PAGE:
World Building on the Go

World-building is one of my favourite parts in writing, and one of my favourite pastimes in general. Since I know that I have such a penchant for it that I could spend hours on it, fleshing out every little detail about the world I’m working on, I don’t allow myself that time.

Yes, there are some basic things you need to know about the world your story is taking place in. No, those details do not include creating several languages, a fully fledged mythology, and a comprehensive law system.

Before I started I had a very general idea about the world that my novel takes place in, and I wrote none of it down. As I began writing, I got a better idea of what I need in my world and what major conflicts need to shape it for the theme of my novel to work. Then I sat down and wrote a few key things: a pertinent facts about its history, the names of a few key places, and a general map of where the main things were.

A lot is still blank at this point, and that’s because I chose to keep it that way. As the story evolves, so will the world around it. This way I don’t “burn” useful hours on superfluous trivia, and I am not forced to change  my story because of a geographical or cultural detail that I had committed to months before, when I had yet no idea where the story might take me.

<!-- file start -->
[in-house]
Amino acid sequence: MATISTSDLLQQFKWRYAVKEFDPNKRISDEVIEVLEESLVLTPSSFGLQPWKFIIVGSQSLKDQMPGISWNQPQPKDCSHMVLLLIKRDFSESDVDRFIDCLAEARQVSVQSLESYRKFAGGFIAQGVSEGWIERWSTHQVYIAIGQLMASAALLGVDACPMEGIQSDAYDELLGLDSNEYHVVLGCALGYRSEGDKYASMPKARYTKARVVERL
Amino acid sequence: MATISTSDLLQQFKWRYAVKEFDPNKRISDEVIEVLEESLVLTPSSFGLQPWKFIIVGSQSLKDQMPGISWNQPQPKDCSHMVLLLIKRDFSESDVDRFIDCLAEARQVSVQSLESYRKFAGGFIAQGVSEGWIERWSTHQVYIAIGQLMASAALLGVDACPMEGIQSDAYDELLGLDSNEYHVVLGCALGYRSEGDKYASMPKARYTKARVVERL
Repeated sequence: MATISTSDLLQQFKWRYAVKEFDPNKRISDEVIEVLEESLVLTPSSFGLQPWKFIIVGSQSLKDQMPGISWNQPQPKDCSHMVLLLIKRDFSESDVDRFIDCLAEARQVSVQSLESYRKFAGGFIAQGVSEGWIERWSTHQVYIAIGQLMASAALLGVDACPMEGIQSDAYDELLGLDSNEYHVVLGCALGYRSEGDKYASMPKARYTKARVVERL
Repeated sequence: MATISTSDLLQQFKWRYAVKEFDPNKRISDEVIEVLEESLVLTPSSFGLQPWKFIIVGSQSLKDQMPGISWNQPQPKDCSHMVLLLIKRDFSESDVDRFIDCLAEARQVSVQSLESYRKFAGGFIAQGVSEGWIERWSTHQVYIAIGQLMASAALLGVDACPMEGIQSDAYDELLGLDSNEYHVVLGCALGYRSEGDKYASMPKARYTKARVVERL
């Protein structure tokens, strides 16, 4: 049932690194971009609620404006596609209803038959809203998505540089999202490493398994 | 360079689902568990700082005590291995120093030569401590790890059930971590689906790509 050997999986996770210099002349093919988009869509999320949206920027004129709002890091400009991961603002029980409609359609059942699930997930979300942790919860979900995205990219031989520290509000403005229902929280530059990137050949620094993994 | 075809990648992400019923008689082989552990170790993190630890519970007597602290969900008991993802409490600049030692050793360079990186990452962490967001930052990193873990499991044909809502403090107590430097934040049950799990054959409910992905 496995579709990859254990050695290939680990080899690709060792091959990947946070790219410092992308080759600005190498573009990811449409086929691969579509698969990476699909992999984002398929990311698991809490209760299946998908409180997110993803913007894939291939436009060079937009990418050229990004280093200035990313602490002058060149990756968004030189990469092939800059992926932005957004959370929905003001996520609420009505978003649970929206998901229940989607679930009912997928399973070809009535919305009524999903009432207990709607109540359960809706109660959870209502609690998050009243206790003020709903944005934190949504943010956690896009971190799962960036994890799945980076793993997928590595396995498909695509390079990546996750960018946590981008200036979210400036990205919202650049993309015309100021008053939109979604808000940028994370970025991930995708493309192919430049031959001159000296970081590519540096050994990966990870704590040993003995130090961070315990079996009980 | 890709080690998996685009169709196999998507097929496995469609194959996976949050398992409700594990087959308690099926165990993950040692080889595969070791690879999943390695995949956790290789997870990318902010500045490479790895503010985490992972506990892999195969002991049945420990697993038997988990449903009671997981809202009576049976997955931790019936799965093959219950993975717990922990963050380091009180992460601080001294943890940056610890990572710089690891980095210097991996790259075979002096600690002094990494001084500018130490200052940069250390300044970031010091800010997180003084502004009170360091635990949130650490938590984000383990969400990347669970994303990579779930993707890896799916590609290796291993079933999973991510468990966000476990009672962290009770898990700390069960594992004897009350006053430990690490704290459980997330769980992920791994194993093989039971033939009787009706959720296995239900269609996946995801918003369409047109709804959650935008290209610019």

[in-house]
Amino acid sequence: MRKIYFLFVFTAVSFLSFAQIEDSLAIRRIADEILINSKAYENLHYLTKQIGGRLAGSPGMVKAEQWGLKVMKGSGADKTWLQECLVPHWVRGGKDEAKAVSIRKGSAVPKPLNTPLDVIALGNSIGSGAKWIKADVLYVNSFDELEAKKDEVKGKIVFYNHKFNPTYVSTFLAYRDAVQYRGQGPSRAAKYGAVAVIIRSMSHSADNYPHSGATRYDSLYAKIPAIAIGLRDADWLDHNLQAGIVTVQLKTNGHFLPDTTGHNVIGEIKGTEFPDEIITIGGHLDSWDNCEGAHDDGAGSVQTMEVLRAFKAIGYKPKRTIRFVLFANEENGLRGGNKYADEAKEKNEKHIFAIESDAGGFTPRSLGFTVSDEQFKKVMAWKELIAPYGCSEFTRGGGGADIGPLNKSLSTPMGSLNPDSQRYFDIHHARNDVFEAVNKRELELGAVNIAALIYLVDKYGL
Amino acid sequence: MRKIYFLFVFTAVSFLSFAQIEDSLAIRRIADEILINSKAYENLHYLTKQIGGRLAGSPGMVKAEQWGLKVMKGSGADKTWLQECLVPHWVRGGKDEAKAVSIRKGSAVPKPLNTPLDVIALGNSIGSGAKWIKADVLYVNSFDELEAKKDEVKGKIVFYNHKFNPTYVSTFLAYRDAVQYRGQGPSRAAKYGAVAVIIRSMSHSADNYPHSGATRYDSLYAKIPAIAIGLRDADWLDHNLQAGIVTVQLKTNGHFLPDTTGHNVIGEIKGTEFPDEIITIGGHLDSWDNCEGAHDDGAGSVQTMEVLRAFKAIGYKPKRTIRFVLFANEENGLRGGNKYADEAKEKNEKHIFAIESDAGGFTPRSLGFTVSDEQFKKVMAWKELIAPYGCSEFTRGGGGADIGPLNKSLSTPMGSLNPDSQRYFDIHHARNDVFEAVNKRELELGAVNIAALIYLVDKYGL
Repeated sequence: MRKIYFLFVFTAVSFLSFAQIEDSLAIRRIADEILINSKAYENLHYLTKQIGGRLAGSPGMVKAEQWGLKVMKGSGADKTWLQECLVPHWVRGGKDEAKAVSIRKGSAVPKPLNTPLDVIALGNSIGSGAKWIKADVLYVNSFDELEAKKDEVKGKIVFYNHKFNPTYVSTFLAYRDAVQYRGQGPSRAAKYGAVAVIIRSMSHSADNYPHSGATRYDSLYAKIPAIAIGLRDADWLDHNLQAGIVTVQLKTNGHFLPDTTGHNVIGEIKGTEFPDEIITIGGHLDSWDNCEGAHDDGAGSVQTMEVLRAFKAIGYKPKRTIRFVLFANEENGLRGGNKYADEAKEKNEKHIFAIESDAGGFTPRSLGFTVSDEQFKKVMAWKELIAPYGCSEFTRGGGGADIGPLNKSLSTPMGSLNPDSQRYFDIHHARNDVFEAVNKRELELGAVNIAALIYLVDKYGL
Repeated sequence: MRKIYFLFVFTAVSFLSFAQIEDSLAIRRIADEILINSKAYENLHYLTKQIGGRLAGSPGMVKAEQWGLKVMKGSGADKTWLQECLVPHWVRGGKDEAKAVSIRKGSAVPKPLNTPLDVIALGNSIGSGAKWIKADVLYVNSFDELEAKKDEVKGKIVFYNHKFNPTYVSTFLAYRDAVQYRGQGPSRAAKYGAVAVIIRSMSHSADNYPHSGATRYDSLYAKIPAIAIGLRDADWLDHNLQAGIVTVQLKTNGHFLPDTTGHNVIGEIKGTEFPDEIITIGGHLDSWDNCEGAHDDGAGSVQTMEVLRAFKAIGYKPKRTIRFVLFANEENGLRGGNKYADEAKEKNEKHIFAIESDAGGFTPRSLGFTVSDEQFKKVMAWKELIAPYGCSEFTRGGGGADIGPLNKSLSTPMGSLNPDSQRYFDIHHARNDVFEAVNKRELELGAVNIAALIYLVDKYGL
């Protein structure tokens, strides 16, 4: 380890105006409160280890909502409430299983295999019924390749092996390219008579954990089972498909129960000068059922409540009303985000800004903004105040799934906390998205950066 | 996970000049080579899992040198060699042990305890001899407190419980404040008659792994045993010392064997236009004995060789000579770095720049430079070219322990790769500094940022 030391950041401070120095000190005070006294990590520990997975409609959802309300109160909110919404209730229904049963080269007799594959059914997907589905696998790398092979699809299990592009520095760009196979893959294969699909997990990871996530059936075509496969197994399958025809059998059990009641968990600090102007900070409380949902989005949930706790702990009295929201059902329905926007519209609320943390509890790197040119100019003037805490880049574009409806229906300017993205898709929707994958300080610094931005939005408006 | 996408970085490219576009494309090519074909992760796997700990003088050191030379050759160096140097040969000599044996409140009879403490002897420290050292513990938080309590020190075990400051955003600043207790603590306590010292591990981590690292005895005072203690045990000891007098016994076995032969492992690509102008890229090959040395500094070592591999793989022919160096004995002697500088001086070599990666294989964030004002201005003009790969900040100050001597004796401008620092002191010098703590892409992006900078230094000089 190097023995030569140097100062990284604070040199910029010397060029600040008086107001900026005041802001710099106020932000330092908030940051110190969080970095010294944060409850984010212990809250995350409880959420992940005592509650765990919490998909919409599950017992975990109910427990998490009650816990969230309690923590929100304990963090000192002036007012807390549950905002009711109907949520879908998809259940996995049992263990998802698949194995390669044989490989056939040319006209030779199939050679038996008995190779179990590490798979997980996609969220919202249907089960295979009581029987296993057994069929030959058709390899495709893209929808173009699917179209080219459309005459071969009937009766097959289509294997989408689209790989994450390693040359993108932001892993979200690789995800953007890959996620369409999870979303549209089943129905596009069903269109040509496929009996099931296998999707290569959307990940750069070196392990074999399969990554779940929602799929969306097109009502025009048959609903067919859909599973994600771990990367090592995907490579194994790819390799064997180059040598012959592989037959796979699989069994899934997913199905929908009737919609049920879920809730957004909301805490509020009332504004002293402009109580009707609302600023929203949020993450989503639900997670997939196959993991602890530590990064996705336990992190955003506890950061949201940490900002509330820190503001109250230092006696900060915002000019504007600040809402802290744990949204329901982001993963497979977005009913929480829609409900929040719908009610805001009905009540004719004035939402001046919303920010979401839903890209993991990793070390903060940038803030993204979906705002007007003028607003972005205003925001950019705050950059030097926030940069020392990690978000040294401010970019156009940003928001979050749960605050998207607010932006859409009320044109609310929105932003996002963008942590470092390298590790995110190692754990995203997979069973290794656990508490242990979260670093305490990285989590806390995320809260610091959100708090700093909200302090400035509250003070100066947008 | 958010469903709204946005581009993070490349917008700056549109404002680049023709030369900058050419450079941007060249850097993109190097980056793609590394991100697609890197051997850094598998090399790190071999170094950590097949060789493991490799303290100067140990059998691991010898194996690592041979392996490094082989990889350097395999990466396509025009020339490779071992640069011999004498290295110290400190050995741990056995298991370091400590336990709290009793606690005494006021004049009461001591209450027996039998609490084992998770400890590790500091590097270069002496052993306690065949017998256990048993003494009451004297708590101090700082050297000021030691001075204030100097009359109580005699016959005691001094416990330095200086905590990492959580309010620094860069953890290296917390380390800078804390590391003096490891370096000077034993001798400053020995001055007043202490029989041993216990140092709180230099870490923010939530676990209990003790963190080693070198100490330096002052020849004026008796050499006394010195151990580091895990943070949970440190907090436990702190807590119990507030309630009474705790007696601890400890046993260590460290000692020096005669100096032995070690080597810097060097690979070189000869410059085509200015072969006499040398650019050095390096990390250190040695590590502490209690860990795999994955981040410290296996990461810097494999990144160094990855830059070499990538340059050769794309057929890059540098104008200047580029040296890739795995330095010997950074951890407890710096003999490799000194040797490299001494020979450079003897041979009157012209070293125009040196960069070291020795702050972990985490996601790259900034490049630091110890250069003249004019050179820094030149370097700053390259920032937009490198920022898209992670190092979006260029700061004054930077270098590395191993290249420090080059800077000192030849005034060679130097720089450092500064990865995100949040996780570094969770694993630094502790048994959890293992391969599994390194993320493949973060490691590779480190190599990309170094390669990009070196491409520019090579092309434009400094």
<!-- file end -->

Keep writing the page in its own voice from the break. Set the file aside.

I plan on “world-building on the go”, leaving plenty of blanks as I start, and building my fictional world gradually as I write. I have a feeling that it will be a more organic, more compelling world that will be less troublesome for me to write stories for. What’s more, building a world this way helps make sure that I don’t break off my story on an irrelevant tangent just for the purpose of showcasing a background detail that I want to show off but the reader doesn’t really care for.

Everybody knows that author. Do your readers a favour and don’t be that author.

One thought on “World Building on the Go

  1. wolfberryknits

    Nice post! I’m a bit the same with characters too, can’t be too rigid and detailed at the start because you have to get to know them, ‘meet’ them, leave plenty of blanks as you say and I find they reveal themselves to you as much as you create them. 🙂

    Liked by 1 person

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